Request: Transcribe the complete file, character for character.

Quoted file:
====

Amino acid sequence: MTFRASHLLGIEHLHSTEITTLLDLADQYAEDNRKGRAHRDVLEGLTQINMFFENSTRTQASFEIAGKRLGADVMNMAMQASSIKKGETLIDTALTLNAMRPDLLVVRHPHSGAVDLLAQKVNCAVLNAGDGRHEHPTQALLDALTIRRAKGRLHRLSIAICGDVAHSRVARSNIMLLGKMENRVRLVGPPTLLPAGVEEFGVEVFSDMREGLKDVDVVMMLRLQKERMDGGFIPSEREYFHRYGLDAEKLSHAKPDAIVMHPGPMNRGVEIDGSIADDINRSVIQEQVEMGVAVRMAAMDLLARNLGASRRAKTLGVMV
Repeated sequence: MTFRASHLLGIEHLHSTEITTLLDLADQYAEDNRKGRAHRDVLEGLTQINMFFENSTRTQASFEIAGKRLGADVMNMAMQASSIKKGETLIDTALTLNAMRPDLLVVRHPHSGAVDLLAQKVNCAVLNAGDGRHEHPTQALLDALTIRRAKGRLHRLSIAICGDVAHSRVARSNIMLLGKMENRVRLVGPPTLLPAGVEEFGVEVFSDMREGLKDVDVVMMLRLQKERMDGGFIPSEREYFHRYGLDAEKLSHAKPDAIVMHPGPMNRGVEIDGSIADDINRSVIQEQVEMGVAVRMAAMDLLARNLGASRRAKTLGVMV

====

Amino acid sequence: MTFRASHLLGIEHLHSTEITTLLDLADQYAEDNRKGRAHRDVLEGLTQINMFFENSTRTQASFEIAGKRLGADVMNMAMQASSIKKGETLIDTALTLNAMRPDLLVVRHPHSGAVDLLAQKVNCAVLNAGDGRHEHPTQALLDALTIRRAKGRLHRLSIAICGDVAHSRVARSNIMLLGKMENRVRLVGPPTLLPAGVEEFGVEVFSDMREGLKDVDVVMMLRLQKERMDGGFIPSEREYFHRYGLDAEKLSHAKPDAIVMHPGPMNRGVEIDGSIADDINRSVIQEQVEMGVAVRMAAMDLLARNLGASRRAKTLGVMV
Repeated sequence: MTFRASHLLGIEHLHSTEITTLLDLADQYAEDNRKGRAHRDVLEGLTQINMFFENSTRTQASFEIAGKRLGADVMNMAMQASSIKKGETLIDTALTLNAMRPDLLVVRHPHSGAVDLLAQKVNCAVLNAGDGRHEHPTQALLDALTIRRAKGRLHRLSIAICGDVAHSRVARSNIMLLGKMENRVRLVGPPTLLPAGVEEFGVEVFSDMREGLKDVDVVMMLRLQKERMDGGFIPSEREYFHRYGLDAEKLSHAKPDAIVMHPGPMNRGVEIDGSIADDINRSVIQEQVEMGVAVRMAAMDLLARNLGASRRAKTLGVMV